Aitken science based dating in archaeology
The calcium carbonate was then converted back to again, dried, and converted to carbon by passing it over heated magnesium.Hydrochloric acid was added to the resulting mixture of magnesium, magnesium oxide and carbon, and after repeated boiling, filtering, and washing with distilled water, the carbon was ground with a mortar and pestle and a half gram sample taken, weighed, and combusted.These treatments can damage the structural integrity of the sample and remove significant volumes of material, so the exact treatment decided on will depend on the sample size and the amount of carbon needed for the chosen measurement technique.Wood contains cellulose, lignin, and other compounds; of these, cellulose is the least likely to have exchanged carbon with the sample's environment, so it is common to reduce a wood sample to just the cellulose component before testing.It is based on the fact that radiocarbon ( in a sample from a dead plant or animal such as a piece of wood or a fragment of bone provides information that can be used to calculate when the animal or plant died.The older a sample is, the less is about 5,730 years, the oldest dates that can be reliably measured by this process date to around 50,000 years ago, although special preparation methods occasionally permit accurate analysis of older samples.However, this can reduce the volume of the sample down to 20% of the original size, so testing of the whole wood is often performed as well.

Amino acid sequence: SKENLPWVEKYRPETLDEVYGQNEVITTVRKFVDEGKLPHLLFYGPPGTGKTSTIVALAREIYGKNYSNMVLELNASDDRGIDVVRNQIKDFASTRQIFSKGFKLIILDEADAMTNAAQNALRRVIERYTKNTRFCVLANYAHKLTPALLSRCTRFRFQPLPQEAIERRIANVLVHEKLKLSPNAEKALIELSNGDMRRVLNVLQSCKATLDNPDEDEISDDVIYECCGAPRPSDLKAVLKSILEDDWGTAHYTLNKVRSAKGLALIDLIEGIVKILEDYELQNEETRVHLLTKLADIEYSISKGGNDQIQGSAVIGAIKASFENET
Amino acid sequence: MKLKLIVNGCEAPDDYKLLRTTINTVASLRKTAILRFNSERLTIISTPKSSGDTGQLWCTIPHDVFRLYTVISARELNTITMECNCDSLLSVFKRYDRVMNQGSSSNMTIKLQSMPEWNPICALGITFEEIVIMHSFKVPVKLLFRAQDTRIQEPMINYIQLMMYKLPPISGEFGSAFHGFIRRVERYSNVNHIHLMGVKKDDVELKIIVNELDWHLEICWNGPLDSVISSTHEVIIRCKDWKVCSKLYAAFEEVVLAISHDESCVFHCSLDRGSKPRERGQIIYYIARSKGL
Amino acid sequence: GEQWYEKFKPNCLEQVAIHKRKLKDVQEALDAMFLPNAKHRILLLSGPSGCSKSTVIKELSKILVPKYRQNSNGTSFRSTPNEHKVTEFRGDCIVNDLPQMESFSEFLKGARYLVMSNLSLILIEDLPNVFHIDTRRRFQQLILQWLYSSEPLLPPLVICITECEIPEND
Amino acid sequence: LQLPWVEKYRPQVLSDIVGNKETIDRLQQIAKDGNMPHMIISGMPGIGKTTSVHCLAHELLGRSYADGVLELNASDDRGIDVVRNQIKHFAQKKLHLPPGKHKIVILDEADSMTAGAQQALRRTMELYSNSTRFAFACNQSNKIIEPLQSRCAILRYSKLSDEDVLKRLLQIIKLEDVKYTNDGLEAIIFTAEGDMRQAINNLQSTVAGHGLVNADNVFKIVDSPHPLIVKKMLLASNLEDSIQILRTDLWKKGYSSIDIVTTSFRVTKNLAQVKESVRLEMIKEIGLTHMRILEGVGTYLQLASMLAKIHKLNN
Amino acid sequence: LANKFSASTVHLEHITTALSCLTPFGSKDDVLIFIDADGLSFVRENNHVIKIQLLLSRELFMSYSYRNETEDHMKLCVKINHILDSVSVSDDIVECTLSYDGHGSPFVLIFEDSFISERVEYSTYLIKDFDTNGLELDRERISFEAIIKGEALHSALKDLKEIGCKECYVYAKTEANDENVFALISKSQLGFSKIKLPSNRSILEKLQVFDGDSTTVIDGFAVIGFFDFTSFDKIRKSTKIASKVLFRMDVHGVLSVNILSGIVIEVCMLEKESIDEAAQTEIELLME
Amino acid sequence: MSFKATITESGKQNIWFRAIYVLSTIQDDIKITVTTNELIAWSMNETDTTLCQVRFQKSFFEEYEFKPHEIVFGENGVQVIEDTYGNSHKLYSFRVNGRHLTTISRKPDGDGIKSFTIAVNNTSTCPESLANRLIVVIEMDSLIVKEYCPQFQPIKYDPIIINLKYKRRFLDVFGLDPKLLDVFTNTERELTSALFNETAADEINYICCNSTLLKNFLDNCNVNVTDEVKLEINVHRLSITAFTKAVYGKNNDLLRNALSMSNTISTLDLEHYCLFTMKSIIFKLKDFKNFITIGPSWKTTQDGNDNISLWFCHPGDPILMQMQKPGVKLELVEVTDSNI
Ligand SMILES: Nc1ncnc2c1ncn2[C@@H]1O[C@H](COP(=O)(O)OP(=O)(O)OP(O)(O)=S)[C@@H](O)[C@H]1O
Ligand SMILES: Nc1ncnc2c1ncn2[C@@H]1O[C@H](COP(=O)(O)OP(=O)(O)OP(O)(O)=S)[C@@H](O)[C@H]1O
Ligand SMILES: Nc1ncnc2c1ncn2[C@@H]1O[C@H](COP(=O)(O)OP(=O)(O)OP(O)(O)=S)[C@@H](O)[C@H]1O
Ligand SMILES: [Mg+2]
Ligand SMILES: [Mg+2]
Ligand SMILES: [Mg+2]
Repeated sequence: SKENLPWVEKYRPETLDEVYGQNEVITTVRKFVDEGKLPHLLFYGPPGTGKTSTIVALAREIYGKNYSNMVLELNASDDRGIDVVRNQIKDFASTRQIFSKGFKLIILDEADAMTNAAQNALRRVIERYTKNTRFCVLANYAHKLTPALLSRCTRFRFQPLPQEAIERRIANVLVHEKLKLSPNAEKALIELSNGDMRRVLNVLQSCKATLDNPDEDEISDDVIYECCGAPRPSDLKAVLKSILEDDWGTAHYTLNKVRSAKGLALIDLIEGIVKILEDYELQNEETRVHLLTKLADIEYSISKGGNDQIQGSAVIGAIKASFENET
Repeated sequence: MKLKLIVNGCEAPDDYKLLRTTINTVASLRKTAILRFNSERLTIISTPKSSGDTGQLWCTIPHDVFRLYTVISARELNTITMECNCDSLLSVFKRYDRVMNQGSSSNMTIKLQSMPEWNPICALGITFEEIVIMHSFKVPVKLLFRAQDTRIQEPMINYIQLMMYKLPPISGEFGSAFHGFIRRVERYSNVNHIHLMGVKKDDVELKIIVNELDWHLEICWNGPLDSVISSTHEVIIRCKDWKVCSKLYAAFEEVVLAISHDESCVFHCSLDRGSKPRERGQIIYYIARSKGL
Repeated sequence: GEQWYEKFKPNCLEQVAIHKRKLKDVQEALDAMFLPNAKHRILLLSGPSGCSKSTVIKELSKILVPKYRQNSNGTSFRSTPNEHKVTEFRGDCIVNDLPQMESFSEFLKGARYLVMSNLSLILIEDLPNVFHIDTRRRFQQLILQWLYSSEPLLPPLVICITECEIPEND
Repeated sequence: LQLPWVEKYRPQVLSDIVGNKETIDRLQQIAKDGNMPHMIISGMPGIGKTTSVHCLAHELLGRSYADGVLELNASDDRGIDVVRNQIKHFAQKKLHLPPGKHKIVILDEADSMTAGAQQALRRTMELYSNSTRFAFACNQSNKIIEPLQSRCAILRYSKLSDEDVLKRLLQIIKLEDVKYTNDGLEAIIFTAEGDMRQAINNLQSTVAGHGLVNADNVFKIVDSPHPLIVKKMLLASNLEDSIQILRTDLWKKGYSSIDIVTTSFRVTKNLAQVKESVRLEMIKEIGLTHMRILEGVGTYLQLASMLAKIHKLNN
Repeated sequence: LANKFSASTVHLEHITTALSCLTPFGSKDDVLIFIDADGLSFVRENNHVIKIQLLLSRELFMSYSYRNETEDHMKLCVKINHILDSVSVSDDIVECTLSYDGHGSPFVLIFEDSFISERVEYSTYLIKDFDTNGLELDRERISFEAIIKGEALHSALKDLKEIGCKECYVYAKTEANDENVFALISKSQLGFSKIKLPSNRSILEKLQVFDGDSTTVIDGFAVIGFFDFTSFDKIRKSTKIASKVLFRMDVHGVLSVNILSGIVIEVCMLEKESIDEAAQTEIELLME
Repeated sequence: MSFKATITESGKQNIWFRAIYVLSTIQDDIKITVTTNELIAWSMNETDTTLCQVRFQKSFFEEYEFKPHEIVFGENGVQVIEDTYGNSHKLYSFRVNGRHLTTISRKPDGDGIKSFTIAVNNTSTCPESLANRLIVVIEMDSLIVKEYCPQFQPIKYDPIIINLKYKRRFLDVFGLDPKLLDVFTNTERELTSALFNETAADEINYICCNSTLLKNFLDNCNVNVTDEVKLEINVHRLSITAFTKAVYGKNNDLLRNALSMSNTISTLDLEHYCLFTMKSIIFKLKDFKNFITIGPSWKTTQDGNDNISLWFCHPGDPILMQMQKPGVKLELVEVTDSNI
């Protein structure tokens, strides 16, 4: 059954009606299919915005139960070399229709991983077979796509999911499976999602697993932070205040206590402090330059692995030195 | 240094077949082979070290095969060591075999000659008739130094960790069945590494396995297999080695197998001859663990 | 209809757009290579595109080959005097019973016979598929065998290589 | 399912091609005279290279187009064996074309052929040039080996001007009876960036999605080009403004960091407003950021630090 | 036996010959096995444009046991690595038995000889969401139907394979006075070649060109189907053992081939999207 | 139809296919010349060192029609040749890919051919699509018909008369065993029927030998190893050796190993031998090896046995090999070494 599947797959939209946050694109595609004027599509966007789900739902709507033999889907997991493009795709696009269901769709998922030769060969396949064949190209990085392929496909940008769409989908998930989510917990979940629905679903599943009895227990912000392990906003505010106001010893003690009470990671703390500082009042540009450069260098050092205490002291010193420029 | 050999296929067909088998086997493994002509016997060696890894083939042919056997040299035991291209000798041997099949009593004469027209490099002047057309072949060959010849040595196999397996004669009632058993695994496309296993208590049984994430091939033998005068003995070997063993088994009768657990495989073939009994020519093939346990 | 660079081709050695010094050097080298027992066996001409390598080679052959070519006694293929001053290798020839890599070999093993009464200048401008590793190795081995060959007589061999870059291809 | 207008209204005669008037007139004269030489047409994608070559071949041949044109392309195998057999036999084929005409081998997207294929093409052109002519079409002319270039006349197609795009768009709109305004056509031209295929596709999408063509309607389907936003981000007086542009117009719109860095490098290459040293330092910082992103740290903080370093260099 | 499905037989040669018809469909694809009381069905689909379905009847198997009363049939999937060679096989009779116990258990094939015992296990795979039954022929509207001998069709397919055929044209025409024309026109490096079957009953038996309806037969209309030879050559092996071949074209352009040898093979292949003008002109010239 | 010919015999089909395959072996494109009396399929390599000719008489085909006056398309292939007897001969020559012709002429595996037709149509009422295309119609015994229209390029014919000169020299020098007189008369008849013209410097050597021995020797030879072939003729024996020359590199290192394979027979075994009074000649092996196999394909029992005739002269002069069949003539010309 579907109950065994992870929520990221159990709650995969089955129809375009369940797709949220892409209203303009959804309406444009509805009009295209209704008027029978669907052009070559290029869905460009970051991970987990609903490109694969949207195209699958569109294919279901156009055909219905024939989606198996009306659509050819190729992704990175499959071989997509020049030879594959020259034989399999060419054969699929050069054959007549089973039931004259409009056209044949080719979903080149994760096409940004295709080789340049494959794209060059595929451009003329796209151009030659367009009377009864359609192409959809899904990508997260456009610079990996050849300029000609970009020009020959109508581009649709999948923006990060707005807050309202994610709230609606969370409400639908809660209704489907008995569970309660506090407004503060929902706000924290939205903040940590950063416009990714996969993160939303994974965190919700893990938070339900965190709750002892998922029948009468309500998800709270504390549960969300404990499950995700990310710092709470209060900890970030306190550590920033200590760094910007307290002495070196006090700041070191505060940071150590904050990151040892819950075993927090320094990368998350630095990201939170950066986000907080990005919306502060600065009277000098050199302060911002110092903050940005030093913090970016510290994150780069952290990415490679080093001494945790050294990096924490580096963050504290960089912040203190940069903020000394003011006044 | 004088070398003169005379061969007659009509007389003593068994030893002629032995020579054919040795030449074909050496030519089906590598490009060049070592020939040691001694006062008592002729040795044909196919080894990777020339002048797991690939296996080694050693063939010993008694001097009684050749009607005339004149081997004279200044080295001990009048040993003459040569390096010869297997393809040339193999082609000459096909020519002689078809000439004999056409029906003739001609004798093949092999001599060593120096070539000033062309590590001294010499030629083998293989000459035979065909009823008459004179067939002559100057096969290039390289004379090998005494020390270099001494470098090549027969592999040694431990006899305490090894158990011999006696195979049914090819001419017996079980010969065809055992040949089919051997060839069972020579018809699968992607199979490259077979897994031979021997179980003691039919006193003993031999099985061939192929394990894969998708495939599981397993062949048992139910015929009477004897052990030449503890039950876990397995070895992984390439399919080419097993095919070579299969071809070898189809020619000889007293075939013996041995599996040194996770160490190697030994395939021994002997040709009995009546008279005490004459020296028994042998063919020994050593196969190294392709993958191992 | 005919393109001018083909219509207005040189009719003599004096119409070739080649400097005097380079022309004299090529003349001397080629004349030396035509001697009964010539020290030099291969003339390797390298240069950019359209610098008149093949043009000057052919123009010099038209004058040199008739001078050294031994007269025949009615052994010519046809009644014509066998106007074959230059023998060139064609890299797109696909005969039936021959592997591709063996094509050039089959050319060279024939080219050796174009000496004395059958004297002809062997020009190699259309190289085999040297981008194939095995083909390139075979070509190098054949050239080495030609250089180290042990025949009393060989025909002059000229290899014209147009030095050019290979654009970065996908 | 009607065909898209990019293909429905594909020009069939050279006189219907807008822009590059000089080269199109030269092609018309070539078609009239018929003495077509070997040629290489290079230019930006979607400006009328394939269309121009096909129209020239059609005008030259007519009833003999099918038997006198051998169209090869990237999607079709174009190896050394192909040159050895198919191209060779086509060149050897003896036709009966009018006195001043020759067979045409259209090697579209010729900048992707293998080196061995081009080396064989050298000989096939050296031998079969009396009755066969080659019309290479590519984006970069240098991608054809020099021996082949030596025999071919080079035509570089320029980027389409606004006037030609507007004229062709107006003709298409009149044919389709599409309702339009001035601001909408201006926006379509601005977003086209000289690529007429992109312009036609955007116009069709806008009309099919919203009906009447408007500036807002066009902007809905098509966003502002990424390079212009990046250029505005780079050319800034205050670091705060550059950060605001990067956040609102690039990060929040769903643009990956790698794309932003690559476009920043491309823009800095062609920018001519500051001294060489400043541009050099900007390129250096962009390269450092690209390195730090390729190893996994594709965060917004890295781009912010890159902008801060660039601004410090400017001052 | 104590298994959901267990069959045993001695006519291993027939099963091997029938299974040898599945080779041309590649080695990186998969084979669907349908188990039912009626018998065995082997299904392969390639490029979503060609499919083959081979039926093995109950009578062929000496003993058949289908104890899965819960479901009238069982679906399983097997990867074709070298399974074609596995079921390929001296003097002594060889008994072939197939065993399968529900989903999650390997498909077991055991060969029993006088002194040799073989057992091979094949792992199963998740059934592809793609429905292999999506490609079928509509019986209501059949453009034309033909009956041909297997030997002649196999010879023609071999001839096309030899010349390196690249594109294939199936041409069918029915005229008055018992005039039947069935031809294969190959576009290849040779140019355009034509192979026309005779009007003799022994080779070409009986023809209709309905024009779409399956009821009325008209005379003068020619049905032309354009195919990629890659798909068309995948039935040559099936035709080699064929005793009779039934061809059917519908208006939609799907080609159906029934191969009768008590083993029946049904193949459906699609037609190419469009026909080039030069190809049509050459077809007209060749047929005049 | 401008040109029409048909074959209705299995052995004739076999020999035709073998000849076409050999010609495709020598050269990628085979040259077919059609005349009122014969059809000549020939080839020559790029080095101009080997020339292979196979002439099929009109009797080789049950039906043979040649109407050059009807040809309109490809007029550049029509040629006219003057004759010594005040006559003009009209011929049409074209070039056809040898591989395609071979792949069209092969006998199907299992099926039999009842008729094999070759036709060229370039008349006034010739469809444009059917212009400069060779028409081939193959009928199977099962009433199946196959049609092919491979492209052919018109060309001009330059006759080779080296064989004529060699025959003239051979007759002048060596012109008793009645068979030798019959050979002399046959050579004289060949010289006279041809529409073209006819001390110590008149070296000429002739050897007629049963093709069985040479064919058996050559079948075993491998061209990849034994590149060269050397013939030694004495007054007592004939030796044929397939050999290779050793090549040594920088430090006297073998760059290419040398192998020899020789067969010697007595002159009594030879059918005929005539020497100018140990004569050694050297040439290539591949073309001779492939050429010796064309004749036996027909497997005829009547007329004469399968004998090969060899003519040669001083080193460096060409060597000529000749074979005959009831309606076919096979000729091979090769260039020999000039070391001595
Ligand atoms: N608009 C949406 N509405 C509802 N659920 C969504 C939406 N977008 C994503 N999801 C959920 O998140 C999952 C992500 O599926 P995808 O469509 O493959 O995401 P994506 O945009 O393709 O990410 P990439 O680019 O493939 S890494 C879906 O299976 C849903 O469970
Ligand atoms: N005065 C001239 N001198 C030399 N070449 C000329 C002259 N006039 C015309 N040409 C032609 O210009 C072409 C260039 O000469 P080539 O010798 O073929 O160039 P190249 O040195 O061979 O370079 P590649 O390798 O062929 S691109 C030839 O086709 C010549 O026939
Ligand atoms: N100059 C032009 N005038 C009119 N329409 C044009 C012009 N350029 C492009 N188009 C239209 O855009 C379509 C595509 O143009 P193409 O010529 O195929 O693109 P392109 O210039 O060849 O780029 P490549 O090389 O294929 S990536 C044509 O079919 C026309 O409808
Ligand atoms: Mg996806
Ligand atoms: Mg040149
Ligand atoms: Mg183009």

Samples for dating need to be converted into a form suitable for measuring the content; this can mean conversion to gaseous, liquid, or solid form, depending on the measurement technique to be used.
A rough guide follows; the weights given, in grams, are for dry samples, and assume that a visual inspection has been done to remove foreign objects.
Wiki Journal of Science is an open-access, free-to-publish, Wikipedia-integrated academic journal for science, mathematics, engineering and technology topics. The method was developed in the late 1940s by Willard Libby, who received the Nobel Prize in Chemistry for his work in 1960.
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